What proportion of the electorate voted for David Cameron to be leader of the Conservative Party? And what has happened to Tory Party membership since 2005? I’ll tell you. He had 134,446 votes in the popular ballot, meaning 0.2 per cent of the general population (64,511,000) voted for him – that would be 0.3 per cent of the current electorate(44,312,529). Jeremy Corbyn won 251,417 votes in the popular ballot, meaning 0.38 per cent of the general population voted for him, or 0.56 per cent of the current electorate – making him nearly twice as popular a choice as Dim Dave.
      In 2005, the Conservative Party had around 300,000 members. Current estimates, based on party press releases and media reports, suggest more than half those members have walked away, leaving only 149,800. Thanks to Jeremy Corbyn, Labour membership has increased from around 270,000 to 370,658 in October, according to The Independent newspaper.
      Whichever way you look at it, Corbyn has the popular support, not Cameron.

  7. Mandelson and his clique of elitists is everything that’s wrong with Labour and the real reason Labour lost the last two elections. He and his ilk, and there are many, have absolutely nothing in common with 20 million people in this country who are not “doing alright” and do not earn in excess of 23k.It is his kind that turned people away from Labour by turning his back on those worthless nobodies he considers us to be.I truly wish the Blairites and right wing elitists would storm out and form their own democratic (joke) peoples party which would at least give the real Labour Party a chance to move onward and upward. They threaten it, but very few would be willing to give up their precious position, it wouldn’t be in THEIR best interests.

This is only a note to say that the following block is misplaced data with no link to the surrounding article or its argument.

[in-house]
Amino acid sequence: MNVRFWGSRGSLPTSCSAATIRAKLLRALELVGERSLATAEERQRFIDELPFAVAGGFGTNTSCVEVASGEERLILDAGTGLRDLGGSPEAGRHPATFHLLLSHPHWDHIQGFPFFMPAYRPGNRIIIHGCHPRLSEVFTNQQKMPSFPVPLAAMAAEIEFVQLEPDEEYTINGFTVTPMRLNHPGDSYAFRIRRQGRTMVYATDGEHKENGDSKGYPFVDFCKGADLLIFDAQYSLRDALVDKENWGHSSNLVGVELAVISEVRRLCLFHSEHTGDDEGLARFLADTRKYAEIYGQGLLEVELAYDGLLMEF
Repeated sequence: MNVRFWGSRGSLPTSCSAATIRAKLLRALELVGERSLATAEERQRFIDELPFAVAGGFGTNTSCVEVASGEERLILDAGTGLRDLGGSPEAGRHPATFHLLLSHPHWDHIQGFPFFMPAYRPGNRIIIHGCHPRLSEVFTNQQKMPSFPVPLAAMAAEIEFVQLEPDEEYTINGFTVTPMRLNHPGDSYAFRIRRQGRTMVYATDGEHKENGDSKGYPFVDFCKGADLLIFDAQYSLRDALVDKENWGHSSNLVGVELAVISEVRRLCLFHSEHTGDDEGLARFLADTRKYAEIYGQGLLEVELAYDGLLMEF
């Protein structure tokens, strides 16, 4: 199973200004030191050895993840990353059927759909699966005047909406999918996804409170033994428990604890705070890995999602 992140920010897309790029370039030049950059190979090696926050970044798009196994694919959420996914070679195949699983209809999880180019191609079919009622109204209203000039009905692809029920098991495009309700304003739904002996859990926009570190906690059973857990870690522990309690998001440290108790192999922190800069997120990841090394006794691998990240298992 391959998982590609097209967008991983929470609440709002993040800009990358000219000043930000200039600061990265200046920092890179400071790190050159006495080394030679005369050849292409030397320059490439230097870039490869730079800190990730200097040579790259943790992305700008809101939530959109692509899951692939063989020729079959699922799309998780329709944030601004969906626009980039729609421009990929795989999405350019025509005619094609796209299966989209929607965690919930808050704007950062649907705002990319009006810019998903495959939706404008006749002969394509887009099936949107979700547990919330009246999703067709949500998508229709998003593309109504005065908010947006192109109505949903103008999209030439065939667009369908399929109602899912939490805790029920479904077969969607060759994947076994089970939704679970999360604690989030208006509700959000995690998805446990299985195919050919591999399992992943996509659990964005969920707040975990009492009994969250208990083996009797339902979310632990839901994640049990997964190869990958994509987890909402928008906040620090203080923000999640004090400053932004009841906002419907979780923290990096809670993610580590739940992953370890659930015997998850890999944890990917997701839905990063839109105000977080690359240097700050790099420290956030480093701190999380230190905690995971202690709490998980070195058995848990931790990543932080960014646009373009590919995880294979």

8. This bloody Tory makes me sick. His destruction of Labour vales only plays into the hands of Piggy Camoron and his herd of swine.

  9. shaun

    These Tory-lite enthusiasts have sold the vast majority of British people to plutocrats, the City of London and multi-national corporations. Personally, I’m not sure whether these supposed Labour supporters believed in what they said or just said whatever increased their own personal value/ wealth most.